Obesity

Dr. M’s Women and Children First Podcast #34 Stephan Guyenet, PhD – Childhood Obesity Part IV – Neuroscience of Food Choice

This week, I sit down with Dr. Stephan J. Guyenet, a neuroscientist, thinker and educator.  After earning a BS in biochemistry at the University of Virginia, he completed a PhD in neuroscience at the University of Washington, then went on to study the neuroscience of obesity and eating behavior as a postdoctoral fellow.  He has over 12 years of history in the neuroscience research world studying neurodegenerative disease and the neuroscience of body fatness.  His mission is to advance science and public health as a researcher, science consultant, and science communicator.  Publishing a book, The Hungry Brain, in 2017, he laid out the framework for understanding how our brains work with food. It was named one of the best books of the year by Publishers Weekly and called “essential” by the New York Times Book Review.

Finally, he is the founder and director of Red Pen Reviews, which publishes the most informative, consistent, and unbiased popular health and nutrition book reviews available.

This hour long conversation is very stimulating as we dive headlong into the upstream targets of food choice and body outcome.

Enjoy,

Dr. M

Dr. M’s Women and Children First Podcast #33 David Allison, PhD – Childhood Obesity Part III

This weeks guest is Dr. David B. Allison. Dr. Allison is the third guest to tackle the topic of childhood obesity for us. He received his Ph.D. from Hofstra University in 1990. He then completed a post-doctoral fellowship at the Johns Hopkins University School of Medicine and a second post-doctoral fellowship at the NIH-funded New York Obesity Research Center at St. Luke’s/Roosevelt Hospital Center. He became Dean and Provost Professor at the Indiana University School of Public Health-Bloomington in 2017.
He has authored more than 660 scientific publications and received many awards over his distinguished career. Dean Allison has provided regular service to the National Academies, including the National Academy of Sciences and the National Academy of Medicine.
His research interests include obesity and nutrition, quantitative genetics, clinical trials, statistical and research methodology, and research rigor and integrity.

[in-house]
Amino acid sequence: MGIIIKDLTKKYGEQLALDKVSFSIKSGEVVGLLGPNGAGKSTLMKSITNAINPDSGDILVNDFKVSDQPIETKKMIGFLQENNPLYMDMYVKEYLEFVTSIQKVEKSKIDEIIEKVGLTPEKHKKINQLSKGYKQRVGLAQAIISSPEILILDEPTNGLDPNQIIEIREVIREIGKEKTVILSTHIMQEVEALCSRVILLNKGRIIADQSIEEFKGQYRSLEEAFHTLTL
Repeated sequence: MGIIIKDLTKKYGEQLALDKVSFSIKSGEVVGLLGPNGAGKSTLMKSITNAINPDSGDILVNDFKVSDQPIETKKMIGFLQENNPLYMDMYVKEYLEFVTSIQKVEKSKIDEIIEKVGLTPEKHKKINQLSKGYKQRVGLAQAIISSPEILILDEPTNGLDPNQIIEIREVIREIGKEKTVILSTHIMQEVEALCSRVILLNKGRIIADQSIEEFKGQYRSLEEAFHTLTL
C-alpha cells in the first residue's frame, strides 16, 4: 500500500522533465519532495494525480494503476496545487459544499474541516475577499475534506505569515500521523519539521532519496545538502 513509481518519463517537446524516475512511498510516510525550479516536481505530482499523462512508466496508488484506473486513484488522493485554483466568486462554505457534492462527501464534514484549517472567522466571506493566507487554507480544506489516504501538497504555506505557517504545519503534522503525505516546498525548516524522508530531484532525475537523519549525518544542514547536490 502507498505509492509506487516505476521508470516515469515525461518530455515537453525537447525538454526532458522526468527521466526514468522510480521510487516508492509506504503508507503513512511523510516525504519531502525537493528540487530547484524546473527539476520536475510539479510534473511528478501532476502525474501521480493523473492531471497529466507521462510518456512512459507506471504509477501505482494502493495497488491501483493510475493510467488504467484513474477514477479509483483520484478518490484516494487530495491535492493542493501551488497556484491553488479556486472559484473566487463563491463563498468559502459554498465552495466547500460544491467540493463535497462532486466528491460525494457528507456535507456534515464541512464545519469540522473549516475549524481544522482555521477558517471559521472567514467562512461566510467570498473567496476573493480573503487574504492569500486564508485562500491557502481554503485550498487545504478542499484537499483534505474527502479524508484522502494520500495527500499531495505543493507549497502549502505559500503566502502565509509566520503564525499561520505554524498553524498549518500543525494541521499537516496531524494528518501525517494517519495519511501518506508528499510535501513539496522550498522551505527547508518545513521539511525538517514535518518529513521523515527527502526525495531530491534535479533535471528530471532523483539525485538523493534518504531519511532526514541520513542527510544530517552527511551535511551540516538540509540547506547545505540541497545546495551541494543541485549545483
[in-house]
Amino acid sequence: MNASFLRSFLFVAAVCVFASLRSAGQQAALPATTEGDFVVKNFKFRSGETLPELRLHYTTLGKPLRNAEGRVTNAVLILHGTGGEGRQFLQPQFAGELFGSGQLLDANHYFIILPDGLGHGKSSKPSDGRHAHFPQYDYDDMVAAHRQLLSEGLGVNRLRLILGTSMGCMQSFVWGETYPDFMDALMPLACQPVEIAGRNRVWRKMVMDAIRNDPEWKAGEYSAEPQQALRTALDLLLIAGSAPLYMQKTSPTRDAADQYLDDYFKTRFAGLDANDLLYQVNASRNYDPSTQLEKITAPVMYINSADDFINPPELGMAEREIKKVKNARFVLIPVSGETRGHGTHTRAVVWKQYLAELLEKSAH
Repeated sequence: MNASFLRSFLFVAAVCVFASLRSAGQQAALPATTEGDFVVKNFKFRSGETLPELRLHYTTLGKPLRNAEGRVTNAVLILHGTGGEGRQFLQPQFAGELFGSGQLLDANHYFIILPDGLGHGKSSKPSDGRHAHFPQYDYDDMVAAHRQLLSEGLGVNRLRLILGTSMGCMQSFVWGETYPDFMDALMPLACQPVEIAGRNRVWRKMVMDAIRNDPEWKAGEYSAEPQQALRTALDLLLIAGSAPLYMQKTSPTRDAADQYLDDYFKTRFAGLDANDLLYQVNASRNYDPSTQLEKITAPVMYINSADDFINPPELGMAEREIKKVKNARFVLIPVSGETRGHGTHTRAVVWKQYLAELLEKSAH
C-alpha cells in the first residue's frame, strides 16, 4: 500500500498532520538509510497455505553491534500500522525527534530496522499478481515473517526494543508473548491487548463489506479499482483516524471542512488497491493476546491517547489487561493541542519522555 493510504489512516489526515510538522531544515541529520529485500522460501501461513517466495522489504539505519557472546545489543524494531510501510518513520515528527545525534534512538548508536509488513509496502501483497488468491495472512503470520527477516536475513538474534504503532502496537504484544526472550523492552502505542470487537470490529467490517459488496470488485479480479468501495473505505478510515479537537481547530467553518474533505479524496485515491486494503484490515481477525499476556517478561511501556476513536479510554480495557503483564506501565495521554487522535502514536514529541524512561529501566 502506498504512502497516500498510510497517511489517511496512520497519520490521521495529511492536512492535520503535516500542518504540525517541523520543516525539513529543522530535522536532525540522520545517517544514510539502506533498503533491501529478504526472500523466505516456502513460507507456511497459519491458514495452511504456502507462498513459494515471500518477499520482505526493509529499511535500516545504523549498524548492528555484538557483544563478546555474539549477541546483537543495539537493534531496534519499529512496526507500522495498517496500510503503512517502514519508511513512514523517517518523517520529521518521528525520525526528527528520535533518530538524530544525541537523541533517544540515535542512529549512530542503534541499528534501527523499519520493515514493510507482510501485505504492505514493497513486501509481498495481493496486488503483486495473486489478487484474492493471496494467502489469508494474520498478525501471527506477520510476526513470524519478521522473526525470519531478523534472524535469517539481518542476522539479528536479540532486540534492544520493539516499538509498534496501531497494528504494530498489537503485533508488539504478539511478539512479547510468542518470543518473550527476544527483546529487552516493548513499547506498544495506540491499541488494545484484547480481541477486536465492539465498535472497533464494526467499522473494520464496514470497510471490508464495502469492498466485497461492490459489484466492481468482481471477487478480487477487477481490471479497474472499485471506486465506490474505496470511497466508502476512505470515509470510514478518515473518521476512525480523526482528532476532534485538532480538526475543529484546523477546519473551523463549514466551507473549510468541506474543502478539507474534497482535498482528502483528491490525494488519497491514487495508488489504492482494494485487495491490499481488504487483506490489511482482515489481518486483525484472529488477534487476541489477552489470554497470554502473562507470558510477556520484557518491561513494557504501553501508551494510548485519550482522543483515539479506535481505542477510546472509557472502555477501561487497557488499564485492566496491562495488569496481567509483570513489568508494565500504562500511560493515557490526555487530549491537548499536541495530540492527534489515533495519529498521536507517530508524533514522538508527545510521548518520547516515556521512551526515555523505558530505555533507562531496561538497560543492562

“Dr. Allison coined “It’s about knowing” as the tagline for the School of Public Health Indiana University Bloomington for which serves as Dean, and the extended moto “It’s about knowing. Because conjecture is good, but knowing is better.” He conceived a book by the title “It’s About Knowing” written principally by Susan Brackney and co-authored by Dr. Allison. More information about the book is available here.”
This week we tackle the difficulty of performing meaningful research in the Obesity landscape. This is a conversation primarily about the study process and the difficulties in teasing out the variables.
Enjoy,
Dr. M

Dr. M’s Women and Children First Podcast #31 – Dr. Sandra Hassink – Childhood Obesity

This weeks guest is Dr. Sandra Hassink, an expert in pediatric obesity.
Dr. Hassink has spent her career looking into the pathophysiology and social determinants of childhood obesity. Her career began at the Univeristy of Deleware where she studied Chemistry before heading off to Vanderbilt University to study medicine. After completing her training in Pediatrics at St Christopher’s Hospital in Philadelphia, Dr. Hassink began a long trailblazing road to treating childhood obesity, starting a weight management clinic in 1988 at Alfred I. duPont Children’s Hospital in Delaware well before most pediatricians even realized there was an issue to address.